Despite his continual insistence that he is, Laurence Llewelyn-Bowen is not really an old man.
"I am old," he cries at TV WEEK's photo shoot. "I'm a grandfather now!"
Perhaps, in TV years, 53-year-old Laurence has indeed enjoyed a long life. The British interior-design guru burst onto television in the late 1990s as part of the Changing Rooms phenomenon, eventually becoming the most dapper man on the box.
These days, he's bringing his unique style to Channel Seven's House Rules, where he's a judge alongside Wendy Moore and Drew Heath. It's the latest chapter in an impressive career.
Here, Laurence, who's married and has two adult daughters as well as a young grandson, talks candidly about family and fame. He also explains why he's so tough on the House Rules contestants.
You're back on House Rules. Was it an easy decision to do a second season?
It took a lot of consideration, because not being around my family [who live in the UK] is an enormous commitment. But I love doing this. And, after 25 years of these reality makeover shows – having been involved with Changing Rooms way back in the '90s – I love that House Rules does it properly. It's not fly-by-night building. This has a real tremendous reality because of the fact these contestants are using their homes.
It seems real – there's always a lot of emotion. You get cross with the contestants…
I do get angry when I get the sense they're renovating in a way that doesn't reflect their abilities. I'd like to think I'm tough, but honest. And most of that [his remarks to contestants] is encouragement, because I want these guys to be as good as possible. You don't enter into House Rules lightly. It takes a very long time and it's a big life upheaval. So you want them to get the most out of it.
A story came out earlier this year that two of last year's contestants, Kate and Harry, have split up. Can you understand the pressure the competition puts on couples?
I'm sure it wasn't us who split them. I felt they got on well during production.
But it's an intense environment for a couple...
Absolutely – but experiences like this can often bring people together. I've been married a long time, so it's not news to me that you can go through bad patches. And sometimes, you don't get on for days, weeks or months.
How long have you been married to Jackie?
Thirty years next year.
Thirty years is an impressive run these days. What's the secret to a successful marriage?
Top of the list is gin – never underestimate it! [Laughs] But we're lucky to have met each other so long ago. We met when we were 19 and it's been successful and solid since. But, as with any relationship, it's still been tough. With fame, we've had weird pressures.
Plus, you spend so much time travelling and working. That must be difficult for Jackie.
We've always been very conscious of how much time we spend away from each other. It's a different situation if one partner is on television and the other stays at home. Even with House Rules, we looked at it very carefully. The idea is that Jackie will spend more time in Australia as my commitments increase here. The only problem is it's impossible to drag her away from her grandson, Albion. She's a doting grandmother.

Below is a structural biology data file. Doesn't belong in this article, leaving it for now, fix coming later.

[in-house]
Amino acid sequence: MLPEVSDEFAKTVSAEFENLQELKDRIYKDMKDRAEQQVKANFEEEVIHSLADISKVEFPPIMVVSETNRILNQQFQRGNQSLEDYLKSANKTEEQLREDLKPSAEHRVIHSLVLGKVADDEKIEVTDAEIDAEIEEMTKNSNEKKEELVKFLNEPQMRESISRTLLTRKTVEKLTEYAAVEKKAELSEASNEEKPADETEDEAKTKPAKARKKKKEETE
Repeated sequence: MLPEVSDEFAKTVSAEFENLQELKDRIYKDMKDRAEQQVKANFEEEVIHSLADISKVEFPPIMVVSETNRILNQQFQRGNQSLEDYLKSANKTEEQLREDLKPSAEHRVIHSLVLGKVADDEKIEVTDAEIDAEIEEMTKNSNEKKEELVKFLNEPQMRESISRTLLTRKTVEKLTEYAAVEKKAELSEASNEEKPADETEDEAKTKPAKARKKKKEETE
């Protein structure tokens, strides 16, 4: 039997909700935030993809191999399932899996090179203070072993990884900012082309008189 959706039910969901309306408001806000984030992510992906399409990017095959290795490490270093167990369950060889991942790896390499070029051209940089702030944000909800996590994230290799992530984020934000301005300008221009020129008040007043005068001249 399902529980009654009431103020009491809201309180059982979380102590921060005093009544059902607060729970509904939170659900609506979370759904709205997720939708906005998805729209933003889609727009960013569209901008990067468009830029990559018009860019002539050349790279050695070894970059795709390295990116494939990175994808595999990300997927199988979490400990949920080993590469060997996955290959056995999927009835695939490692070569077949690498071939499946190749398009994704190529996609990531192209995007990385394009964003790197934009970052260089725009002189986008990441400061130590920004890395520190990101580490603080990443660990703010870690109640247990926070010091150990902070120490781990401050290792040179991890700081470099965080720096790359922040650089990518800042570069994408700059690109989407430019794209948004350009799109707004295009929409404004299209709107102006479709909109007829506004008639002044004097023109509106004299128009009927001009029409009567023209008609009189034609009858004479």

And how exciting is it that you're a grandfather now!
It's great. We're very much a family and I love that. Albion was born two years ago, [my daughter] Cecile is getting married this year and I've been married for 30 years. Like I said earlier, I'm realising I am, in fact, a very old man.
Your House Rules co-star, Johanna Griggs, is now a grandparent too. Did you offer her any tips?
I've been giving her all sorts of tips, but most importantly: "Enjoy [the child] and hand it back." I was king of the roost last year, parading my grandson around. I think Joh is copying me; she's riding the success of being a grandmother. She loves it.
You've been open about the fact many people thought you were gay when you first started on Changing Rooms in the '90s. Was that a weird thing to try to process?
It never bothered me, but it bothered Jackie; she used to get quite upset. I'm pleased it's no longer an issue these days. It means young men and women growing up can be relaxed about how they present themselves, because the stereotypes no longer mean anything.
Why do you think people were so convinced about your sexuality?
I was well-dressed, well-spoken and over-the-top, which was confusing for some people. People on TV fitted into certain boxes, and I didn't. Back then, the idea of a bloke using conditioner in their hair was a big red flag, whereas now, it doesn't matter. I think I was quite an extreme example, but people like [British footballer] David Beckham also helped signify the change as well.
You could be nominated for a TV WEEK Logie Award this year. How does that feel?
Here's a fun fact: My mother's great-aunt – my great-great-aunty – married the brother of John Logie Baird [the inventor of television, who the TV WEEK Logie Awards are named for]. So, to me, a Logie Award just brings it back into the family! But honestly, I love the idea that a 53-year-old grandfather could be up for Best New Talent. That's fantastic.
You might be the oldest nominee in the category.
I should hope so! Seriously, though, no disrespect to those lovely young men and women who look so great in their swimming costumes in Home And Away, but let a dapper old man win this award.
And if you are nominated and win, where will the Logie live?
I would convert it into a lamp base – I like things to be useful. If I win the award, it will be well loved, but practical too.
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